The exposure of Taiwan’s financial sector to Hong Kong declined NT$43 billion (US$1.4 billion) from NT$1.018 trillion a month earlier to NT$975 billion as of the end of October, the Financial Supervisory Commission (FSC) said on Thursday, the largest single-month fall since pro-democracy protests began there in June.
The banking sector’s exposure was NT$705.7 billion in loans and NT$161.6 billion in investments as of the end of October, with both retreating month-on-month, commission data showed.
While lending decreased as clients repaid loans, most banking units in Hong Kong have not increased investments in financial products recently, the data showed.
The insurance industry’s exposure was NT$193.3 billion as of the end of October, down NT$18.8 billion from the end of September, the data showed.
The securities and futures industry was the only sector to report increased exposure to Hong Kong, with investments rising 1.5 percent from NT$74.84 billion a month earlier to NT$76 billion as of the end of October, the data showed.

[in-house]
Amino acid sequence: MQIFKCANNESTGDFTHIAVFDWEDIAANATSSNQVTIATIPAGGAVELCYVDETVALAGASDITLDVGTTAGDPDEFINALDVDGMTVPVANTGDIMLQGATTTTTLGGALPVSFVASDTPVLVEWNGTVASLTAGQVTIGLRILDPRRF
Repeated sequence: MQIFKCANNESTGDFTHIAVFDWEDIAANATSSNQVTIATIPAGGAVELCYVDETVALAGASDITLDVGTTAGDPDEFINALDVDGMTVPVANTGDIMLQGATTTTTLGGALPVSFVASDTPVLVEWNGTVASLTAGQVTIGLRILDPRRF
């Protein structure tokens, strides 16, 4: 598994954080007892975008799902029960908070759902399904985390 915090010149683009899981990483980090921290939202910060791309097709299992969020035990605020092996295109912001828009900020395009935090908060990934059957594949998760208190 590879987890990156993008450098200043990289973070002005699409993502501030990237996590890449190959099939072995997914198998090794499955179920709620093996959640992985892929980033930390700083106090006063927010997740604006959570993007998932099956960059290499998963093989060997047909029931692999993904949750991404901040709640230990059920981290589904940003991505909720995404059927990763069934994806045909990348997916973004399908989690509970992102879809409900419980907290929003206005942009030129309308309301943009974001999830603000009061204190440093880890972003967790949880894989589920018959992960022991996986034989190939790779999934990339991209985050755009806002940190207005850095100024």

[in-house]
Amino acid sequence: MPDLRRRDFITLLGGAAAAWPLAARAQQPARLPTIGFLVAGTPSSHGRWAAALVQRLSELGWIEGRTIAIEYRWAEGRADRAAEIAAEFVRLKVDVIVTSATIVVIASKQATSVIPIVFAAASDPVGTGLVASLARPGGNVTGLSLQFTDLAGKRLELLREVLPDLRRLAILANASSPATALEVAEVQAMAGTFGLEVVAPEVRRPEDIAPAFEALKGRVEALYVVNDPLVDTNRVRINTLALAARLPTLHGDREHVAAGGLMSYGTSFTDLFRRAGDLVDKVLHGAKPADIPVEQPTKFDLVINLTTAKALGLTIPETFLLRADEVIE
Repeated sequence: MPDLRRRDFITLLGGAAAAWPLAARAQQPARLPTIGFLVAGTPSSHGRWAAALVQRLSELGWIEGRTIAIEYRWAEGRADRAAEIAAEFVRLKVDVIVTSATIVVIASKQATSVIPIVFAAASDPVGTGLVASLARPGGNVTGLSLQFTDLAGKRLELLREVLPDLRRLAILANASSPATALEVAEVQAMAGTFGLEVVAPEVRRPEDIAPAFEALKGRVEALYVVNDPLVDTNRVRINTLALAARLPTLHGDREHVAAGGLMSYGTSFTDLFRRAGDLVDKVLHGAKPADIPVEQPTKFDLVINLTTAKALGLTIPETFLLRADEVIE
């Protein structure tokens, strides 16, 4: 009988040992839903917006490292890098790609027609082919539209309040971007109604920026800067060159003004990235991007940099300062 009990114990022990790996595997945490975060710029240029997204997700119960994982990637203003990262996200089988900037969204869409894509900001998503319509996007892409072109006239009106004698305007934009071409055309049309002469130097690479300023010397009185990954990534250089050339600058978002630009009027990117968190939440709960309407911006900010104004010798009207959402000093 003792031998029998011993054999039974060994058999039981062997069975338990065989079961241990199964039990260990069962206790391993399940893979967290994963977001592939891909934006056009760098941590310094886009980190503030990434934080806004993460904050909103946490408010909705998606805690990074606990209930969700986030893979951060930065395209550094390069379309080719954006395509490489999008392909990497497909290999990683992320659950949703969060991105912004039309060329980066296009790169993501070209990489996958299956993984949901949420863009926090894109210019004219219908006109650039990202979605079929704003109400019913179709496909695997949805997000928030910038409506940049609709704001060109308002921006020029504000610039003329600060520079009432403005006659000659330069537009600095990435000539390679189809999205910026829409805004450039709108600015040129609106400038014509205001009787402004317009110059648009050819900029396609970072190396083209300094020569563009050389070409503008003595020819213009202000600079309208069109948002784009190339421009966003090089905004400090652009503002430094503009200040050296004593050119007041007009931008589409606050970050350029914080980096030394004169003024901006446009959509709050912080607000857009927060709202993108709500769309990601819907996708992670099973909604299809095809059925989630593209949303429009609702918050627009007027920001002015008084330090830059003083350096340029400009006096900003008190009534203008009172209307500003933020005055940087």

So far, the operations of Taiwanese institutions have remained normal, the commission said, adding that it would continue to monitor the situation in Hong Kong.
Separately yesterday, the Banking Bureau confirmed a report by the Chinese-language Economic Daily News, which said that 11 local banks have combined exposure of NT$5.1 billion from a syndicated loan to a unit of China Energy Reserve and Chemicals Group Co (中國國儲能源) in Shanghai that might become non-performing.
The 11 banks, some privately owned banks and some state-run, entered into debt negotiation with the company, which was guaranteed by its parent company, the bureau said.
The Shanghai-based company had made no payments on interest or principal since October and if it does not begin payments next month, the loans would be considered non-performing, the report said.
Cathay United Bank (國泰世華銀行), Cathay Financial Holding Co’s (國泰金控) banking unit, and Fubon Financial Holding Co (富邦金控), the nation’s second-largest financial conglomerate by assets, told reporters that they had not participated in the loan.
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